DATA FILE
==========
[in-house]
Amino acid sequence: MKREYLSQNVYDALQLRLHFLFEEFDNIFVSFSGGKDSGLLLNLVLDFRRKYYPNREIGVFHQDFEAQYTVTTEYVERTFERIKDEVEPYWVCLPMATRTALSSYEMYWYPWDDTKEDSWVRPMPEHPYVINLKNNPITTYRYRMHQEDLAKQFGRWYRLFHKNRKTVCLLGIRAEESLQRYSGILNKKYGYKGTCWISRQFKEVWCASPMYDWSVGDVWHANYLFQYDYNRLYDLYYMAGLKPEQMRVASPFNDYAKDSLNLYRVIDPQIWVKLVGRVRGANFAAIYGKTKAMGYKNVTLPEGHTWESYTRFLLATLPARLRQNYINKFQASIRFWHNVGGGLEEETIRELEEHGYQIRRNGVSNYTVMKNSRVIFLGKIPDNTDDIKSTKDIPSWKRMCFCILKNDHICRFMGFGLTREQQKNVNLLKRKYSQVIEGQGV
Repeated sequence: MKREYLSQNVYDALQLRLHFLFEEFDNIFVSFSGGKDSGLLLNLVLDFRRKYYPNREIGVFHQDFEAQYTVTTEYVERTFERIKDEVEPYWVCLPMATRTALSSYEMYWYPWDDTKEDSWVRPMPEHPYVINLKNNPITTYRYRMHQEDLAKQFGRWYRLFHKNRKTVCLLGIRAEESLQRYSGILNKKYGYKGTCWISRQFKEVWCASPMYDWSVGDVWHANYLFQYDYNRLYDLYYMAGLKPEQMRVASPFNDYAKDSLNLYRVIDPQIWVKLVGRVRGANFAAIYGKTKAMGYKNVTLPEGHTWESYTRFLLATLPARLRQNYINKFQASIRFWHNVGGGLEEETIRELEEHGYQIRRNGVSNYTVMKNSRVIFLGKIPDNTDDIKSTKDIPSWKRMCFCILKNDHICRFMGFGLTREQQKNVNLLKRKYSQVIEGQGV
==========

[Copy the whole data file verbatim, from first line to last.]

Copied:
[in-house]
Amino acid sequence: MKREYLSQNVYDALQLRLHFLFEEFDNIFVSFSGGKDSGLLLNLVLDFRRKYYPNREIGVFHQDFEAQYTVTTEYVERTFERIKDEVEPYWVCLPMATRTALSSYEMYWYPWDDTKEDSWVRPMPEHPYVINLKNNPITTYRYRMHQEDLAKQFGRWYRLFHKNRKTVCLLGIRAEESLQRYSGILNKKYGYKGTCWISRQFKEVWCASPMYDWSVGDVWHANYLFQYDYNRLYDLYYMAGLKPEQMRVASPFNDYAKDSLNLYRVIDPQIWVKLVGRVRGANFAAIYGKTKAMGYKNVTLPEGHTWESYTRFLLATLPARLRQNYINKFQASIRFWHNVGGGLEEETIRELEEHGYQIRRNGVSNYTVMKNSRVIFLGKIPDNTDDIKSTKDIPSWKRMCFCILKNDHICRFMGFGLTREQQKNVNLLKRKYSQVIEGQGV
Repeated sequence: MKREYLSQNVYDALQLRLHFLFEEFDNIFVSFSGGKDSGLLLNLVLDFRRKYYPNREIGVFHQDFEAQYTVTTEYVERTFERIKDEVEPYWVCLPMATRTALSSYEMYWYPWDDTKEDSWVRPMPEHPYVINLKNNPITTYRYRMHQEDLAKQFGRWYRLFHKNRKTVCLLGIRAEESLQRYSGILNKKYGYKGTCWISRQFKEVWCASPMYDWSVGDVWHANYLFQYDYNRLYDLYYMAGLKPEQMRVASPFNDYAKDSLNLYRVIDPQIWVKLVGRVRGANFAAIYGKTKAMGYKNVTLPEGHTWESYTRFLLATLPARLRQNYINKFQASIRFWHNVGGGLEEETIRELEEHGYQIRRNGVSNYTVMKNSRVIFLGKIPDNTDDIKSTKDIPSWKRMCFCILKNDHICRFMGFGLTREQQKNVNLLKRKYSQVIEGQGV